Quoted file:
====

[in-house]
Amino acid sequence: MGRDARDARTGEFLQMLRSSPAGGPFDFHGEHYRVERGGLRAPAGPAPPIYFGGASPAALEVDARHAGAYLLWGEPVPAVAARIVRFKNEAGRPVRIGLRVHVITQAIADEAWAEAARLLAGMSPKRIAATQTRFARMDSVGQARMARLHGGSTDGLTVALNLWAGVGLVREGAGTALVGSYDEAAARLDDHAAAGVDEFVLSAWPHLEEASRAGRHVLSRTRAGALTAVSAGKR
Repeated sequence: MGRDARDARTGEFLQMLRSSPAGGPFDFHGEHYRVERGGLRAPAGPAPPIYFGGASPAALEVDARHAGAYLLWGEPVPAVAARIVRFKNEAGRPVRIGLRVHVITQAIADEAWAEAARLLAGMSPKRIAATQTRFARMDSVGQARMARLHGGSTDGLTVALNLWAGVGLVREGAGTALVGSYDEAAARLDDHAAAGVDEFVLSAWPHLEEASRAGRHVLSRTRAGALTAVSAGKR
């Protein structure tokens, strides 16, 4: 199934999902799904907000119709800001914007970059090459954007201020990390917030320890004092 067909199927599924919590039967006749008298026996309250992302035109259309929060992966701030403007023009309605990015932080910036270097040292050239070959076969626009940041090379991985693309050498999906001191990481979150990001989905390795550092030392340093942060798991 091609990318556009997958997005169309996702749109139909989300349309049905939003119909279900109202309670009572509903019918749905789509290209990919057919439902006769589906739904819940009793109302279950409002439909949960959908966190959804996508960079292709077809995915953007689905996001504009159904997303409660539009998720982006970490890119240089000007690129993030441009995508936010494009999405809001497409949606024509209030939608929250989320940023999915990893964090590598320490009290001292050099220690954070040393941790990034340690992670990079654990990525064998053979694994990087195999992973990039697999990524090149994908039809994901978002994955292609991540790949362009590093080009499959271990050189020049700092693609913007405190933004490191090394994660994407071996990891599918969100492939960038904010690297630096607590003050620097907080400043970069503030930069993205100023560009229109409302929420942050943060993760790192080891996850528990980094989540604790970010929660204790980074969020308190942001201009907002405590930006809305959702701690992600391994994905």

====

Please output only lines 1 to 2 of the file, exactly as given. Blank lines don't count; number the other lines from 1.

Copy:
[in-house]
Amino acid sequence: MGRDARDARTGEFLQMLRSSPAGGPFDFHGEHYRVERGGLRAPAGPAPPIYFGGASPAALEVDARHAGAYLLWGEPVPAVAARIVRFKNEAGRPVRIGLRVHVITQAIADEAWAEAARLLAGMSPKRIAATQTRFARMDSVGQARMARLHGGSTDGLTVALNLWAGVGLVREGAGTALVGSYDEAAARLDDHAAAGVDEFVLSAWPHLEEASRAGRHVLSRTRAGALTAVSAGKR